After being exposed to toxic nerve gas, Captain Marvel developed malignant cancer. He spent the last days of his life on Saturn’s moon, Titan, surrounded by friends and allies who came to visit him. Even an ambassador of the Skrull empire came and awarded Mar-Vell with the Skrull medal of valor, stating that Captain Marvel was considered to be the greatest single enemy the Skrull Empire had ever faced.
Following his death, Captain Marvel was granted a posthumous honorary membership in the Avengers, and a monument was erected in his memory on Titan.
Though it was once thought that Captain Marvel had come back from the past via a wrinkle in space-time created during the construction of the Negative Zone prison, it was later revealed that this was actually a Skrull sleeper agent who had been programmed to believe he was the real Captain Marvel. Apparently, the programming had so completely overtaken his original personality that he killed the Skrull agents who were sent to terminate him and then destroyed several Skrull ships, ending his own life in the process. Though the real Mar-Vell surely would have been proud to see his imposter give his life to defend Earth during the Skrulls’ Secret Invasion, he’s still never actually been brought back.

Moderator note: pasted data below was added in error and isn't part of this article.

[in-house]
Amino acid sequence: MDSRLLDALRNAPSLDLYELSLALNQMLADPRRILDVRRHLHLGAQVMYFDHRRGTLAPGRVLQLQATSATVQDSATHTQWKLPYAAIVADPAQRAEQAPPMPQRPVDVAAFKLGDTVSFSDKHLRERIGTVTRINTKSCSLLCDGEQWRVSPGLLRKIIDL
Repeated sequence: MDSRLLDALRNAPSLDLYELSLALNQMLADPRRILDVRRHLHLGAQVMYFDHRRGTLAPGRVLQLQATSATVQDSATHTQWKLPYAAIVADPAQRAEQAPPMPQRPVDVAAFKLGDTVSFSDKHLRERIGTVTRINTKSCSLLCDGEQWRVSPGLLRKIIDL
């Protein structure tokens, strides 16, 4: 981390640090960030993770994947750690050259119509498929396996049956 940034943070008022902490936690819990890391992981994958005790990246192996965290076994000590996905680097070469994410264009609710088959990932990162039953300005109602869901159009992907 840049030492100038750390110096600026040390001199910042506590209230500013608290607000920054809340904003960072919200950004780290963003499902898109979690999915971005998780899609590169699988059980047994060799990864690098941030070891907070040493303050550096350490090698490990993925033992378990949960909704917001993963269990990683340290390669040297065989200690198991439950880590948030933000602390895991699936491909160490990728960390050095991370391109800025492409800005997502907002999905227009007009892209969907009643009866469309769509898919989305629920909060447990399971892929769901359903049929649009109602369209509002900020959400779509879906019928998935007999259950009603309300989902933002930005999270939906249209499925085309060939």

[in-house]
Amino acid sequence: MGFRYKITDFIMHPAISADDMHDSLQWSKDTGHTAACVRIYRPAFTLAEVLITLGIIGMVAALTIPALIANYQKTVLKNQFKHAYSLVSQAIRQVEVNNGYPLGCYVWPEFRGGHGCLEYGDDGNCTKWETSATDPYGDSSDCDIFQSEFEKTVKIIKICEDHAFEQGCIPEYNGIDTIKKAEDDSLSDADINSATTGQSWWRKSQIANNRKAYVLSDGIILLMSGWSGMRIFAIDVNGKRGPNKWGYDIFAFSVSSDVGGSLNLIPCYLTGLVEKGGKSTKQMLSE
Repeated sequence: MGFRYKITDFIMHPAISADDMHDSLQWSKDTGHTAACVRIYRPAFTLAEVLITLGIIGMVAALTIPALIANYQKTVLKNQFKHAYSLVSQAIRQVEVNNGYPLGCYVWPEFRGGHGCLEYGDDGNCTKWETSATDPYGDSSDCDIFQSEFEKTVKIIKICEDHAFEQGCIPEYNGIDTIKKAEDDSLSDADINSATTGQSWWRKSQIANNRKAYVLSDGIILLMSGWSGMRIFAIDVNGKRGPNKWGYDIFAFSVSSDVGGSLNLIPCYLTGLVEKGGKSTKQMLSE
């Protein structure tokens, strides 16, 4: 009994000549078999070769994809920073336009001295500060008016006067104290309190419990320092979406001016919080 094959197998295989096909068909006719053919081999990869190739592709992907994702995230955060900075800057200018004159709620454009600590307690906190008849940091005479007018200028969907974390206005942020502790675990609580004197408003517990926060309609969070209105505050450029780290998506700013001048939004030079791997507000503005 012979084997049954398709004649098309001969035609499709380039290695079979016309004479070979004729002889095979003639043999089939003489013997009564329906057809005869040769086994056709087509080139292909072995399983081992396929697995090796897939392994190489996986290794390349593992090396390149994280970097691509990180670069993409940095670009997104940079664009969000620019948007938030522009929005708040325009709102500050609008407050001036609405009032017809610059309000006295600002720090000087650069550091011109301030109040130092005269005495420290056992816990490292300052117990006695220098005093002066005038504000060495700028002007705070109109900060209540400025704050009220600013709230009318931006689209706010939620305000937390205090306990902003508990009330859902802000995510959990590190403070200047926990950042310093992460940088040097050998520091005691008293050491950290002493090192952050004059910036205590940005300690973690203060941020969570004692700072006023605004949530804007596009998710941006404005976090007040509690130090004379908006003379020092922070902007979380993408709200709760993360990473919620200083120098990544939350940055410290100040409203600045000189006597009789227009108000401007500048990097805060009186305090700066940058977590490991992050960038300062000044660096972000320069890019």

5. Ant-Man (Eric O’Grady)
As Ant-Man, Eric O’Grady was probably one of the least likeable superheroes ever. He repeatedly used his shrinking powers for personal gain and even became a practicing villain for a brief period after stealing the Ant-Man suit. However, he eventually got the chance to redeem himself when Steve Rogers overlooked his past crimes and invited him to join the Secret Avengers — a team he was still a part of when he met his untimely end.